When the gentlemen of Beauvoisis, Corbie, Vermandois, and of the lands where these wretches were associated, saw to what lengths their madness had extended, they sent for succour to their friends in Flanders, Hainault, and Bohemia: from which places numbers soon came, and united themselves with the gentlemen of the country. They began therefore to kill and destroy these wretches wherever they met them, and hung them up by troops on the nearest trees. The king of Navarre even destroyed in one day, near Clermont in Beauvoisis, upwards of three thousand: but they were by this time so much increased in number, that had they been altogether, they would have amounted to more than one hundred thousand. When they were asked for what reason they acted so wickedly; they replied, they knew not, but they did so because they saw others do it; and they thought that by this means they should destroy all the nobles and gentlemen in the world.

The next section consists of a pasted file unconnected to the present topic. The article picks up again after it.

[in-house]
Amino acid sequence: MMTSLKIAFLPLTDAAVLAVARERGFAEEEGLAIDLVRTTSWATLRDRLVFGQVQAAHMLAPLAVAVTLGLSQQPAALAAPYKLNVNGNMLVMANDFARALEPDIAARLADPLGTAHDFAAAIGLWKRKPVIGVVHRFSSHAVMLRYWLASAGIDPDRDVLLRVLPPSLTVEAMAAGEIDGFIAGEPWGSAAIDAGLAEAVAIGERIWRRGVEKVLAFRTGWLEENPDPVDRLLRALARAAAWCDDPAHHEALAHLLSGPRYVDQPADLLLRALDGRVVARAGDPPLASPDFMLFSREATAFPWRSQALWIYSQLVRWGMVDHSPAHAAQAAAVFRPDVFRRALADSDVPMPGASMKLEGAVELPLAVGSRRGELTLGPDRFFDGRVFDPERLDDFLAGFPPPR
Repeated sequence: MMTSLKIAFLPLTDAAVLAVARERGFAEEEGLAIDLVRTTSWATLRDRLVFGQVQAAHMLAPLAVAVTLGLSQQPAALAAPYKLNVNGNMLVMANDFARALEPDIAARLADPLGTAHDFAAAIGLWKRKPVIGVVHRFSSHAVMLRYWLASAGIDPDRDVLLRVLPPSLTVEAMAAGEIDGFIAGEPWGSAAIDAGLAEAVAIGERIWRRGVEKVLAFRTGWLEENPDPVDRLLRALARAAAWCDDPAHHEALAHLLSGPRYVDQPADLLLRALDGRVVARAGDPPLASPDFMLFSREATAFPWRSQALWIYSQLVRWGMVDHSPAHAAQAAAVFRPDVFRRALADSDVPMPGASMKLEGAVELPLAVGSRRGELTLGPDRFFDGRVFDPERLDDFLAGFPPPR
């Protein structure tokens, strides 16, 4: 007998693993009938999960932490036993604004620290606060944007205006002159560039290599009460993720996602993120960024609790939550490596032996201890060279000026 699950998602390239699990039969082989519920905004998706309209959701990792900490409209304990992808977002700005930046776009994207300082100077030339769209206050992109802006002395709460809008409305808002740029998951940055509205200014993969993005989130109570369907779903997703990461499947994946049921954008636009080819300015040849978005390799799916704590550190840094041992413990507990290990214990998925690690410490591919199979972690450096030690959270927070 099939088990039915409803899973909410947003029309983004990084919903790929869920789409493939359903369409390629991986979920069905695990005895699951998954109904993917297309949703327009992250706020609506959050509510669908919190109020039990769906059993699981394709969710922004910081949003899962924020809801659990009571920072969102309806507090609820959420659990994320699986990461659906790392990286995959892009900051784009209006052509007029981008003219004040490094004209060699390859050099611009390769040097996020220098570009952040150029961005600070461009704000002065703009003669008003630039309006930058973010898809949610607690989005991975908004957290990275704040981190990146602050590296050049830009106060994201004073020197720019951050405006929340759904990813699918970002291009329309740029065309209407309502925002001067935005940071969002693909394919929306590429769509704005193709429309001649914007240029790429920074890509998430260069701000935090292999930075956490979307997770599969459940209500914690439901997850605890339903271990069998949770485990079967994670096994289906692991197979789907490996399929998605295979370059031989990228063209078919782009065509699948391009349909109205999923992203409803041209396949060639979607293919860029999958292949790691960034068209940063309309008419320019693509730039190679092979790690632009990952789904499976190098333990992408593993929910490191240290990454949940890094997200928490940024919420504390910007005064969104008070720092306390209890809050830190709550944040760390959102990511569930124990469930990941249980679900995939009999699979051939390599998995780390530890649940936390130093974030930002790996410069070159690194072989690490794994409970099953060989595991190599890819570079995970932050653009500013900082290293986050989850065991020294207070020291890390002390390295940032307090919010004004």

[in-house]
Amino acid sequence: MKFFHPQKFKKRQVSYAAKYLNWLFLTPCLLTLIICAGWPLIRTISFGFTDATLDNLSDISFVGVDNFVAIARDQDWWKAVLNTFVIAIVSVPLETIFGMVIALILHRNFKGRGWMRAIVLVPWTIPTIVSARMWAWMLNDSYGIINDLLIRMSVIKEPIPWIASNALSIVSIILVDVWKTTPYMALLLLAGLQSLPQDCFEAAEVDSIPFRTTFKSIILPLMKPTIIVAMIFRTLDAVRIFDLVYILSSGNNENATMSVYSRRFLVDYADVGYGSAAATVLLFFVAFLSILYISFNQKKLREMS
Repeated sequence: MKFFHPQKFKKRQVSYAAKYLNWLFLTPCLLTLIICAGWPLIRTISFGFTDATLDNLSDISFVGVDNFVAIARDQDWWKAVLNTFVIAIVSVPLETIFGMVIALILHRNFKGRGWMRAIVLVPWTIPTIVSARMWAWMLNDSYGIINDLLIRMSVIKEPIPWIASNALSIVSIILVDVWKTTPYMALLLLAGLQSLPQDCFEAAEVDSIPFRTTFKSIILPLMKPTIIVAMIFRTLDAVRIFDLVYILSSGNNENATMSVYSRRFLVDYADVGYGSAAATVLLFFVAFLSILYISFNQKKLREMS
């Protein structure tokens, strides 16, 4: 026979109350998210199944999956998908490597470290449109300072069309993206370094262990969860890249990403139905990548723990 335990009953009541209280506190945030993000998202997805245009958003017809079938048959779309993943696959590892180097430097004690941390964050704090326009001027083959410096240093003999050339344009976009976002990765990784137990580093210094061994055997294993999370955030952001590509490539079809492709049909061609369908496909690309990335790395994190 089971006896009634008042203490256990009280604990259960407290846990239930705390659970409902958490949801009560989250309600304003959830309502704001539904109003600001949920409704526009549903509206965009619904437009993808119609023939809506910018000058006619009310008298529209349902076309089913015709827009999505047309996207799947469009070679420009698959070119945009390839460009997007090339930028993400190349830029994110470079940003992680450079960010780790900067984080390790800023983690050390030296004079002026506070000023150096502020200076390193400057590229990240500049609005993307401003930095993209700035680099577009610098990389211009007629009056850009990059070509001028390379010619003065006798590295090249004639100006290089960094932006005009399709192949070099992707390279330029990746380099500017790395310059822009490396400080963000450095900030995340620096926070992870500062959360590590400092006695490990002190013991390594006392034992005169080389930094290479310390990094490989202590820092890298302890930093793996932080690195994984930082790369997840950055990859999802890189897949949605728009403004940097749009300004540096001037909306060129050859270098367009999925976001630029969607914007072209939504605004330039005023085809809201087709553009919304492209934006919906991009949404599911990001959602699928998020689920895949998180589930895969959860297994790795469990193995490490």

At this period, the duke of Normandy, suspecting the king of Navarre, the provost of merchants and those of his faction, for they were always unanimous in their sentiments, set out from Paris, and went to the bridge at Charenton-upon-Marne, where he issued a special summons for the attendance of the crown vassals, and sent a defiance to the provost of merchants, and to all those who should support him. The provost, being fearful he would return in the night-time to Paris (which was then uninclosed), collected as many workmen as possible from all parts, and employed them to make ditches quite round Paris. He also surrounded it by a wall with strong gates. For the space of one year, there were three hundred workmen daily employed; the expense of which was equal to maintaining an army. I must say, that to surround, with a sufficient defence, such a city as Paris, was an act of greater utility than any provost of merchants had ever done before; for otherwise it would have been plundered and destroyed several times by the different factions.